CALDWELL — A man who broke into his estranged wife’s house in Nampa last year and fatally shot another man there was sentenced Monday to life in prison.
Phillip Cabrera, 39, of Meridian was sentenced in 3rd District Court for first-degree murder in the killing of Andrew Shepard, 34, and for aggravated assault against a law enforcement officer. He will be eligible for parole in 35 years.
Shepard was holding Cabrera’s infant daughter when he was shot. The baby was not physically injured.
“I’ve been on a bench 24 years and never seen a sadder case than this,” Judge Thomas J. Ryan told the courtroom Monday. “It’s awful, and everybody in this room knows it.”
On April 28, 2017, Cabrera kicked down the front door of his wife’s house in Nampa, then kicked down the master bathroom door before shooting Shepard in the abdomen and head, just missing his daughter in Shepard’s arms. Cabrera also shot at responding officers, and stray bullets hit a neighbor’s house.
Canyon County Deputy Prosecutor Monica Morrison said Cabrera had hurt Amanda Storms, his now ex-wife, before murdering Shepard.
“Certainly we continue to have domestic violence homicides — from our perspective this is what it was,” she said Monday.
According to Morrison, Cabrera believed his wife was cheating on him with Shepard, Morrison said. But Shepard’s family, Storms and prosecutors said Shepard was only a friend to Storms.
“You let your evil thought of me destroy our lives forever,” Morrison read from Storms’ victim impact statement. “Take some responsibility for murdering my best friend, Andy, who was just that and nothing more.”
Morrison said Storms sought a protection order against Cabrera but asked for it to get dismissed so he could visit their infant daughter. The protection order was dismissed April 4, 2017, just weeks before the shooting.
Cabrera sat expressionless before the court on Monday. Shepard’s father, Merle Shepard, addressed him, saying, “Face me like the man you think you are.” Cabrera briefly met his gaze, then stared blankly ahead.
Morrison claimed Cabrera has shown no remorse.
“He seems more concerned that he’s lost 50 pounds in jail than brutally murdering Shepard while holding his daughter,” Morrison said.
Cabrera’s public defender, Randall Scott Grove, refuted that claim.
“It has sunk in, he does have remorse and regret,” Grove said. “He himself has lost everything that he has.”
Some attendees in the packed courtroom Monday cried and hugged each other as audio of Storms’ 911 call from the day of the shooting played. What started out as a quiet call to the dispatcher, with Storms saying Cabrera was outside with a gun, turned to chaos when Cabrera broke into the house. Storms is heard screaming “get out” and eventually “help” after Shepard is shot. Children can also be heard crying in the background. Prosecutors also played body cam footage from the scene.
Storms said in her victim statement that their children are no longer the same. Cabrera’s 11-year-old stepson who used to love fireworks can no longer listen to them because they remind him of gunfire.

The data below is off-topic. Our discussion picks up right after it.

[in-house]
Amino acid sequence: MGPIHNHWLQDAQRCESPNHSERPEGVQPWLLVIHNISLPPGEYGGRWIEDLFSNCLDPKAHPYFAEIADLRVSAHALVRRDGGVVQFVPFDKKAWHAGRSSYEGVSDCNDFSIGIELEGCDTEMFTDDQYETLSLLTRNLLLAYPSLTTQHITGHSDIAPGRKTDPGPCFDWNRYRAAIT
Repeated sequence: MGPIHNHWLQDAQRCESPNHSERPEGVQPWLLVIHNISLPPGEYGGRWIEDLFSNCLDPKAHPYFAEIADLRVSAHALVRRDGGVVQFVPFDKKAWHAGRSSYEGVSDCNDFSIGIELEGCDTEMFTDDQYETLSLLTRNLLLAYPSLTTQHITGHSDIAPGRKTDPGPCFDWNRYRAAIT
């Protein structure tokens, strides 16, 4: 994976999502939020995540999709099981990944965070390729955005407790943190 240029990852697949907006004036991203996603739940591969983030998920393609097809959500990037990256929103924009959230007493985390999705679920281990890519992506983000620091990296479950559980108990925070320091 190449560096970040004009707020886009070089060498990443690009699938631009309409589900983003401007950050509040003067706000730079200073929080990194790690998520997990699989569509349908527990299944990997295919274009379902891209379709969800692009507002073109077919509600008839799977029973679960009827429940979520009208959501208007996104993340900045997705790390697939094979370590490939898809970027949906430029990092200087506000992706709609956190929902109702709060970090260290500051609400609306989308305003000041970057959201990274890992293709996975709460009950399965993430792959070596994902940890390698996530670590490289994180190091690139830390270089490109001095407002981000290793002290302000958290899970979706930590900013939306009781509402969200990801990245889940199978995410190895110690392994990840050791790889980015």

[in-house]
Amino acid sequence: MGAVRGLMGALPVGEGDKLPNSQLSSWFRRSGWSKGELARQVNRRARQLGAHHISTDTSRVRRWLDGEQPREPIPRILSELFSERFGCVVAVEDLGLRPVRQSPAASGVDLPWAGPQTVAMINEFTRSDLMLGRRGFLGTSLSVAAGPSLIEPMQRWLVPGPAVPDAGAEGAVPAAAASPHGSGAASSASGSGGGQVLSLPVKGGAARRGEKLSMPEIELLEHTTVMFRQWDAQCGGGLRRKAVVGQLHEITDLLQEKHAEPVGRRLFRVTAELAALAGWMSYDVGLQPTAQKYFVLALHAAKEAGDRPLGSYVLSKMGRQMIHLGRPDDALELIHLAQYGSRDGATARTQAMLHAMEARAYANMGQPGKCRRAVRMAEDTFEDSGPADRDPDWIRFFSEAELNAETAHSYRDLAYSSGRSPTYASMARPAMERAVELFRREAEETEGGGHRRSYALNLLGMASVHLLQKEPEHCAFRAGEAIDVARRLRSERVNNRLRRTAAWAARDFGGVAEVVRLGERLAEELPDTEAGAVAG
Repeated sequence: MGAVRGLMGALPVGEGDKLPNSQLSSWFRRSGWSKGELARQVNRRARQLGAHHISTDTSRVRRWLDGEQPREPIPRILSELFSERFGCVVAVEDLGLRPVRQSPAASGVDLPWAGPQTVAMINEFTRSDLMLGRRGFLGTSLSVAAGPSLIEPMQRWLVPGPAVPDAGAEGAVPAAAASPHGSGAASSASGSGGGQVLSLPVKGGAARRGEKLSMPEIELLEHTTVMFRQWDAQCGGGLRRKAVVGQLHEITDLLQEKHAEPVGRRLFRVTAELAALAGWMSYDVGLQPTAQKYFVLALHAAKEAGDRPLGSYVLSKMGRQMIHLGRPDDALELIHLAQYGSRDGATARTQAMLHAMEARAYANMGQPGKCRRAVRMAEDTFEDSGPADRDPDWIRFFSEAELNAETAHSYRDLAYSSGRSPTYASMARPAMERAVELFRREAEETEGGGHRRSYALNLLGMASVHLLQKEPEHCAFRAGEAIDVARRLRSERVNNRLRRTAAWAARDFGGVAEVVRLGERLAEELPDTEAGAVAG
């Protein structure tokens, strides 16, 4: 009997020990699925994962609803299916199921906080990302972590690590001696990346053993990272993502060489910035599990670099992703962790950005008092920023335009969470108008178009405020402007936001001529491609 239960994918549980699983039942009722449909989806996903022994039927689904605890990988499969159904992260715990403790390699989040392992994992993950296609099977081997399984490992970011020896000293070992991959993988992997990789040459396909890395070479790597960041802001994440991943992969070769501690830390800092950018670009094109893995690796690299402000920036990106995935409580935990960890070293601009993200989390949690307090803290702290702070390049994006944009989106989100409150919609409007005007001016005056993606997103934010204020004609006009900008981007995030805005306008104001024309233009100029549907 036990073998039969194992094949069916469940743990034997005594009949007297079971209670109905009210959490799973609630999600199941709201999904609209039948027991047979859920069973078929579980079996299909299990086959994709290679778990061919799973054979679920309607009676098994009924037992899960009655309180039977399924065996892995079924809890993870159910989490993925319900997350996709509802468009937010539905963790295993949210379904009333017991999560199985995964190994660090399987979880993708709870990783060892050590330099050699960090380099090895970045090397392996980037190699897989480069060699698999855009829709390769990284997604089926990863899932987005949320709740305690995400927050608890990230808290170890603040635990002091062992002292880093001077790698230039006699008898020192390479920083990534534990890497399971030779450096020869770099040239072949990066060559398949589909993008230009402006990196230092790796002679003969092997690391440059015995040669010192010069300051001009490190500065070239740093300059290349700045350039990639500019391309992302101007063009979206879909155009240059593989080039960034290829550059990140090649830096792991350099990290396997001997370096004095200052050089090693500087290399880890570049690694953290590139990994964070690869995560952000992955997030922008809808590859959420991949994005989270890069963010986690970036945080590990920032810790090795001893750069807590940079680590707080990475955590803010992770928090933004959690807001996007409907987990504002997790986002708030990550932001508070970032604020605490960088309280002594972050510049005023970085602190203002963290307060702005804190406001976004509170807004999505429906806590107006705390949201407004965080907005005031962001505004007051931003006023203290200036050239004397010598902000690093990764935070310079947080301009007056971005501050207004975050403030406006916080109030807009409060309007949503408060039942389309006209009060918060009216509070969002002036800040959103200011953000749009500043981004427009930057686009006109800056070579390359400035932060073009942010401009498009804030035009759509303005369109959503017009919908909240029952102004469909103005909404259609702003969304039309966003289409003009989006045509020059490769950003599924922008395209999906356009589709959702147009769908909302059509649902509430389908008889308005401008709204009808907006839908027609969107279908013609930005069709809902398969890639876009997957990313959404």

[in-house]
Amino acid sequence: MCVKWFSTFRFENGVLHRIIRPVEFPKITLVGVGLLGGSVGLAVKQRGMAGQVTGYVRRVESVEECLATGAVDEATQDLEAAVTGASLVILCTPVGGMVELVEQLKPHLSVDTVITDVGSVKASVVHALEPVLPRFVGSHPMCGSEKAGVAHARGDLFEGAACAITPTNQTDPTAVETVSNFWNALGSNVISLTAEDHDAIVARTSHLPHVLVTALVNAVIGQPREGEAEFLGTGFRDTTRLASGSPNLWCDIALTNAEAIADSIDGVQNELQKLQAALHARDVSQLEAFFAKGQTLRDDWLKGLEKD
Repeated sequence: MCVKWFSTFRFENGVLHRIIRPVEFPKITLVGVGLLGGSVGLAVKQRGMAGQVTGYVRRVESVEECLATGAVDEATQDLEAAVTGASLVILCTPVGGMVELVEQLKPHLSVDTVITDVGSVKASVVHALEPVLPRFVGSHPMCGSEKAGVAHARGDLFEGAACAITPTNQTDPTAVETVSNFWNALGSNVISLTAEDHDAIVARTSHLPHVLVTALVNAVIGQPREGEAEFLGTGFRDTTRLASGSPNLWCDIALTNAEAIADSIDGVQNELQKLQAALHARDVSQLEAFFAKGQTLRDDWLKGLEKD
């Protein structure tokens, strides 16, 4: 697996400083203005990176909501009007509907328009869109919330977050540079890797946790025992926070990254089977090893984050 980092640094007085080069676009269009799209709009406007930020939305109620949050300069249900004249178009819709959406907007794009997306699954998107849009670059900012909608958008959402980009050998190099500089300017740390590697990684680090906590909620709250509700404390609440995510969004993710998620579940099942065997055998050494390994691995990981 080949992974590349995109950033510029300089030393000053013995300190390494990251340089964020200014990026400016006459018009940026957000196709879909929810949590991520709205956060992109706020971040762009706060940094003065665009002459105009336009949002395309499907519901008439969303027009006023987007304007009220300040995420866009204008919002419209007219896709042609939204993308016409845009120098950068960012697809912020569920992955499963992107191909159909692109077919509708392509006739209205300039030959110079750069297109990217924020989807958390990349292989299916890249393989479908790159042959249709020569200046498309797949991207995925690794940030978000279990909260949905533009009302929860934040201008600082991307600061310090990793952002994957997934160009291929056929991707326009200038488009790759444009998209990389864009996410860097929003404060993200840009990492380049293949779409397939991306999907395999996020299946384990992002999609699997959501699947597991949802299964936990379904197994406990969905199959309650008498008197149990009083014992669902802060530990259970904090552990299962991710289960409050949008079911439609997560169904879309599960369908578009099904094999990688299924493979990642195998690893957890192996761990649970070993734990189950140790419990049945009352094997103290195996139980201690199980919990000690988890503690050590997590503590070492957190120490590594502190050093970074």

Shepard’s son, daughter and two brothers provided victim impact statements, and some family members spoke in court Monday.
“You are a coward, you will always be a coward, and you will die a coward,” Shepard’s father told Cabrera. Shepard’s son, Alex, said, “My dad was the most loving, caring, protective man you’d ever meet. Your stepson will never be able to say that about you.”
Morrison read a statement by Shepard’s brother, saying, “Only a coward would shoot an unarmed man holding a child.”
Nampa Police Sgt. Brian Jones, the responding officer shot at by Cabrera, also addressed Cabrera in court.
“I offer you a challenge,” he said. “If you’re truly remorseful, then I want you to not have your family talk, but come up here and admit why you did this. … Any other excuses I won’t accept.”
Cabrera declined to make a statement during the sentencing hearing, and no one spoke on his behalf.
Jones closed his statement by addressing the Shepard family.
“I want you to know this call has impacted me more than any other call,” he said. “I feel like I failed you all.”
Jones said he was not aware Shepard was in the house, and if he had known, it would have changed everything.
“When we see a police officer who has more guilt than the defendant, it is truly stunning and sad,” Morrison said.
The prosecutors and defense came to a Rule 11 plea agreement prior to sentencing, which gave Cabrera a fixed 35-year sentence, followed by an indeterminate sentence of life in prison. Morrison also asked that there be no-contact orders for his children and Storms.
“The state believes he is at high risk to reoffend and likely to go kill again,” Morrison said.
Cabrera, who was facing the death penalty, pleaded guilty to first-degree murder in February in exchange for a maximum possible sentence of life in prison.
Morrison also asked for a 10-year prison sentence for the assault on law enforcement to run concurrent with the first-degree murder sentence.
Cabrera’s defense attorney, Grove, did not object to the sentence. But he suggested that rather than a no-contact order, the judge let Storms decide if Cabrera could see his daughter.
Ryan accepted the agreement, but he did put a no-contact order in place.
Ryan told the court that sometimes judges find themselves thinking, “Just how could a human being be so depraved that they would cause this type of damage?
“I wish there was a magic wand I had that could cure this. But I can tell you that I feel your emotion,” Ryan said. “And wish I could do more.”
Cabrera’s sentencing follows two other fatal domestic violence attacks in Canyon County this year. Morrison told the Idaho Press, “It’s extremely alarming.”
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